This iconic coffee kiosk in Dublin has shut after 38 years in business

The café is located on the junction of Leeson Street and Adelaide Road.

By Killian Woods Reporter, Fora

AN ICONIC COFFEE kiosk in Dublin’s city centre has closed down after 38 years in business.

A notice has been placed in the window of The Kiosk on Leeson Street to inform customers of its closure. The note from its owner, Ned McCarthy, reads: ”Sadly the kiosk has had to close.

“I wish to thank everyone for their custom and friendship over the past 38 years. Good luck to you all for the future.”

The small coffee shop on the junction of Leeson Street and Adelaide Road was built in 1929 and originally served as a water pressure station and public toilets before it was converted into a small café.

The kiosk was designed by architect Michael Moynihan who also mocked up the former public toilets at St Stephen’s Green.

Speaking to Fora, McCarthy said he has been forced to close the kiosk for personal health reasons and “dwindling” business.

The building is currently being rented from Dublin City Council and there are still 24 years left to run on the lease agreement, according to McCarthy.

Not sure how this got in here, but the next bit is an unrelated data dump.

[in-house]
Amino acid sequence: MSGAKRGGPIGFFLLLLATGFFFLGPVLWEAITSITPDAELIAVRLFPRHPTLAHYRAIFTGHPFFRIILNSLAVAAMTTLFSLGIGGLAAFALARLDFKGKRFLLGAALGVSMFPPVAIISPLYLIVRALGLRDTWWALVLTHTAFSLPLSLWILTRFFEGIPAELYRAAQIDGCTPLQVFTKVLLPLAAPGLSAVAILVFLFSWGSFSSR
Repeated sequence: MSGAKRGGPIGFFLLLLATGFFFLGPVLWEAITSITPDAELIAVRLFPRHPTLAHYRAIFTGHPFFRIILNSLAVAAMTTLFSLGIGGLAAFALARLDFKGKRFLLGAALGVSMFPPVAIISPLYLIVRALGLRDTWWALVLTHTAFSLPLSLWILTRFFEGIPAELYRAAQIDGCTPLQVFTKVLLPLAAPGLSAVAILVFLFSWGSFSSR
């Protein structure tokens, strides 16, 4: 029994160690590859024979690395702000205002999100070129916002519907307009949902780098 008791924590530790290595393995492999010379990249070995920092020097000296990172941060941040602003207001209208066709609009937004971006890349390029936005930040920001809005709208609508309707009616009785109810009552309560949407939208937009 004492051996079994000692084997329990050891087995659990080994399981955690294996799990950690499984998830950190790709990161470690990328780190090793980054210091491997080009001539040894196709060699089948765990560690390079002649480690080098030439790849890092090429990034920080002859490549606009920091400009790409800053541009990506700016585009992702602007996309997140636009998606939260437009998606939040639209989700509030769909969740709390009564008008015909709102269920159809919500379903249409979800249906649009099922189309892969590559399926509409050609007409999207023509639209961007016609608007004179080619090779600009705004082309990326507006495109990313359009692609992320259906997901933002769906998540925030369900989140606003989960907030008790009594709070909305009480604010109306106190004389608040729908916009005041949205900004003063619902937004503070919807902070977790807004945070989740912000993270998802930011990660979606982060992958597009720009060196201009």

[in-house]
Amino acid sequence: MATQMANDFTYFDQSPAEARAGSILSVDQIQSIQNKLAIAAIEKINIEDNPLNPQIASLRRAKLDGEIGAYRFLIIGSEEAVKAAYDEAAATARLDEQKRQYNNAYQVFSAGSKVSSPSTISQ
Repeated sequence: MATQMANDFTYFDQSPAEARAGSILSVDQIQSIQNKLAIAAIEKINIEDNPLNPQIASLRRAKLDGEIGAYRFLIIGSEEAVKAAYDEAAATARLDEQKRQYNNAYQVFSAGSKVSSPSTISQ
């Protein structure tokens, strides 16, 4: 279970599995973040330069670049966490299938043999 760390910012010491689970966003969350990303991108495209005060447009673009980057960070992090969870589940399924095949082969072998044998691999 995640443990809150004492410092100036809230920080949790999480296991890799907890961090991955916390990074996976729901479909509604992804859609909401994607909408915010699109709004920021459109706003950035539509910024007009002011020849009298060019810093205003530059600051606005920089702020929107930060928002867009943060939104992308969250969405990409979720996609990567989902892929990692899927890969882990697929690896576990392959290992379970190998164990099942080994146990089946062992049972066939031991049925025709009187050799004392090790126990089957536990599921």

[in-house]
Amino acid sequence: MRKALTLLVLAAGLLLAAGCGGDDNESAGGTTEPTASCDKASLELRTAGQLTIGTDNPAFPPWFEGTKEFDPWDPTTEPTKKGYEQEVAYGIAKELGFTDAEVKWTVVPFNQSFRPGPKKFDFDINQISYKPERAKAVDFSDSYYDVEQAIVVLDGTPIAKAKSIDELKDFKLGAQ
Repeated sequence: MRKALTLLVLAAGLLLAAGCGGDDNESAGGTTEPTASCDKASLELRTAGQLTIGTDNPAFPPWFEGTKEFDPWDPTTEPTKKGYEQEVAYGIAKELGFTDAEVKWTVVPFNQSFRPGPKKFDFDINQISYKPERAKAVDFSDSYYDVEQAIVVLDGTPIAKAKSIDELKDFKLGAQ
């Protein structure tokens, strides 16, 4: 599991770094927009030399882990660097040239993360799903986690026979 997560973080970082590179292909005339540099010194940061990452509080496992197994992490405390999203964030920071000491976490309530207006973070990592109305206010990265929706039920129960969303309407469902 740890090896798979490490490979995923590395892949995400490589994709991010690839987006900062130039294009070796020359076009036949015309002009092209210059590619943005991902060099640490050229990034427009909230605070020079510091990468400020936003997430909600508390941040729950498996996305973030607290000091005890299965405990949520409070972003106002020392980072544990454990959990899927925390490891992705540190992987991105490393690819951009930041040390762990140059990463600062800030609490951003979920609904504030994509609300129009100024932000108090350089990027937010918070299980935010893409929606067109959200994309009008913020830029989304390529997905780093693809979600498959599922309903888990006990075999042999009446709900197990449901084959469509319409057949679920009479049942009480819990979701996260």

He added that there has been interest from a number of parties in sub-letting the kiosk, but Starbucks is not one of them.

“I tried as far as I could to keep it going. A lot of competition has arrived nearby but I believe the right people can make it work,” said McCarthy.

“There are plenty of people passing in the morning on the way to work, but it’s difficult to get them in. They’re like fish going up a river, we could never get them over.”

Source: Jeri Mahon/Twitter

According to the Companies Registration Office, McCarthy and Sunil Sharma are the directors of The Kiosk (Leeson Street) Limited – a company incorporated over 60 years ago. They could not be reached for comment at the time of publication.

The most recently filed accounts for the firm showed that it was in the red during the financial year that ended 31 December 2015, when it made a loss of over €26,000. The result took the firm’s accumulated losses to over €321,000.

Kiosk sales

A few months ago, a nearby coffee kiosk was purchased by international chain Starbucks for €330,000.

The 37 sq ft site at the junction of Lansdowne, Pembroke and Northumberland roads in Ballsbridge was bought by brothers Colum and Ciarán Butler, who oversee Starbucks’ franchises in Ireland.

The small kiosk was originally used to store equipment in the 1920s by Pembroke Fire Brigade. The previous owner of the kiosk bought the site for €235,000 only two years ago and rented it out for €15,000 annually.

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